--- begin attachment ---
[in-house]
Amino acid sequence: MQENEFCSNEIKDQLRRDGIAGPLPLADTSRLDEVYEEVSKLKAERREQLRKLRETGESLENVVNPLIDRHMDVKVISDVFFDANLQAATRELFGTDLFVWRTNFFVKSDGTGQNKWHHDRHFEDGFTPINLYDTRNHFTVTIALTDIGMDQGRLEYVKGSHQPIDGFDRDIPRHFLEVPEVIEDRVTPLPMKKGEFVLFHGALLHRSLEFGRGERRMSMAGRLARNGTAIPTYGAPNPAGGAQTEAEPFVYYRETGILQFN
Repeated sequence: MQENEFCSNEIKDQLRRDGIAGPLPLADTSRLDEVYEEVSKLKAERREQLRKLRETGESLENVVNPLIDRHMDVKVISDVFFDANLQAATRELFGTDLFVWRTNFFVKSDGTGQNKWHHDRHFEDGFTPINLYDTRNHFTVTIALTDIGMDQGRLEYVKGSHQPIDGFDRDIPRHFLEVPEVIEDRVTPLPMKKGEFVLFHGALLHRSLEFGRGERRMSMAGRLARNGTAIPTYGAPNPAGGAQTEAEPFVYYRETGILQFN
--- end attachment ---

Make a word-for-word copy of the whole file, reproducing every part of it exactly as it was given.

[in-house]
Amino acid sequence: MQENEFCSNEIKDQLRRDGIAGPLPLADTSRLDEVYEEVSKLKAERREQLRKLRETGESLENVVNPLIDRHMDVKVISDVFFDANLQAATRELFGTDLFVWRTNFFVKSDGTGQNKWHHDRHFEDGFTPINLYDTRNHFTVTIALTDIGMDQGRLEYVKGSHQPIDGFDRDIPRHFLEVPEVIEDRVTPLPMKKGEFVLFHGALLHRSLEFGRGERRMSMAGRLARNGTAIPTYGAPNPAGGAQTEAEPFVYYRETGILQFN
Repeated sequence: MQENEFCSNEIKDQLRRDGIAGPLPLADTSRLDEVYEEVSKLKAERREQLRKLRETGESLENVVNPLIDRHMDVKVISDVFFDANLQAATRELFGTDLFVWRTNFFVKSDGTGQNKWHHDRHFEDGFTPINLYDTRNHFTVTIALTDIGMDQGRLEYVKGSHQPIDGFDRDIPRHFLEVPEVIEDRVTPLPMKKGEFVLFHGALLHRSLEFGRGERRMSMAGRLARNGTAIPTYGAPNPAGGAQTEAEPFVYYRETGILQFN